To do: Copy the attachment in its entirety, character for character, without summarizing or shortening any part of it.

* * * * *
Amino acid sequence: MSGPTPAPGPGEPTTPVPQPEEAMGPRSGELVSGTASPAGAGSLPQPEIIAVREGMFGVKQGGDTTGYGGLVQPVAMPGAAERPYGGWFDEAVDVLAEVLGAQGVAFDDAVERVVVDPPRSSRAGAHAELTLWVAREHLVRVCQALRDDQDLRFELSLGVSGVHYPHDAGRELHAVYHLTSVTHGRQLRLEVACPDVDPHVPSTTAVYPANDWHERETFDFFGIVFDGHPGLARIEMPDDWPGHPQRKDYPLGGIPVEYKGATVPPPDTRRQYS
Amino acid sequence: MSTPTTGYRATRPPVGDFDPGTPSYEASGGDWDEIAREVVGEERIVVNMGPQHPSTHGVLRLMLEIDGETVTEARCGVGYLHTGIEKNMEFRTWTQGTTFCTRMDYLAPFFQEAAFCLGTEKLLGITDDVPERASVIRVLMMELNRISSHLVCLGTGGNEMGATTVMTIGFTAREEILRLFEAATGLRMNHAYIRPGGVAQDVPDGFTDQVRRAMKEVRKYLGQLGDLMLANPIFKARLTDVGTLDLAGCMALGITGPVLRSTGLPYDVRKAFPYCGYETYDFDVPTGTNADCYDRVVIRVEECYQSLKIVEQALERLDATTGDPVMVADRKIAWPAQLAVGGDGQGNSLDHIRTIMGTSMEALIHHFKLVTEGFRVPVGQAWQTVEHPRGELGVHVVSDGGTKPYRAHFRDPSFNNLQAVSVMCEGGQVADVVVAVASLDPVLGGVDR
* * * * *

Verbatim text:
Amino acid sequence: MSGPTPAPGPGEPTTPVPQPEEAMGPRSGELVSGTASPAGAGSLPQPEIIAVREGMFGVKQGGDTTGYGGLVQPVAMPGAAERPYGGWFDEAVDVLAEVLGAQGVAFDDAVERVVVDPPRSSRAGAHAELTLWVAREHLVRVCQALRDDQDLRFELSLGVSGVHYPHDAGRELHAVYHLTSVTHGRQLRLEVACPDVDPHVPSTTAVYPANDWHERETFDFFGIVFDGHPGLARIEMPDDWPGHPQRKDYPLGGIPVEYKGATVPPPDTRRQYS
Amino acid sequence: MSTPTTGYRATRPPVGDFDPGTPSYEASGGDWDEIAREVVGEERIVVNMGPQHPSTHGVLRLMLEIDGETVTEARCGVGYLHTGIEKNMEFRTWTQGTTFCTRMDYLAPFFQEAAFCLGTEKLLGITDDVPERASVIRVLMMELNRISSHLVCLGTGGNEMGATTVMTIGFTAREEILRLFEAATGLRMNHAYIRPGGVAQDVPDGFTDQVRRAMKEVRKYLGQLGDLMLANPIFKARLTDVGTLDLAGCMALGITGPVLRSTGLPYDVRKAFPYCGYETYDFDVPTGTNADCYDRVVIRVEECYQSLKIVEQALERLDATTGDPVMVADRKIAWPAQLAVGGDGQGNSLDHIRTIMGTSMEALIHHFKLVTEGFRVPVGQAWQTVEHPRGELGVHVVSDGGTKPYRAHFRDPSFNNLQAVSVMCEGGQVADVVVAVASLDPVLGGVDR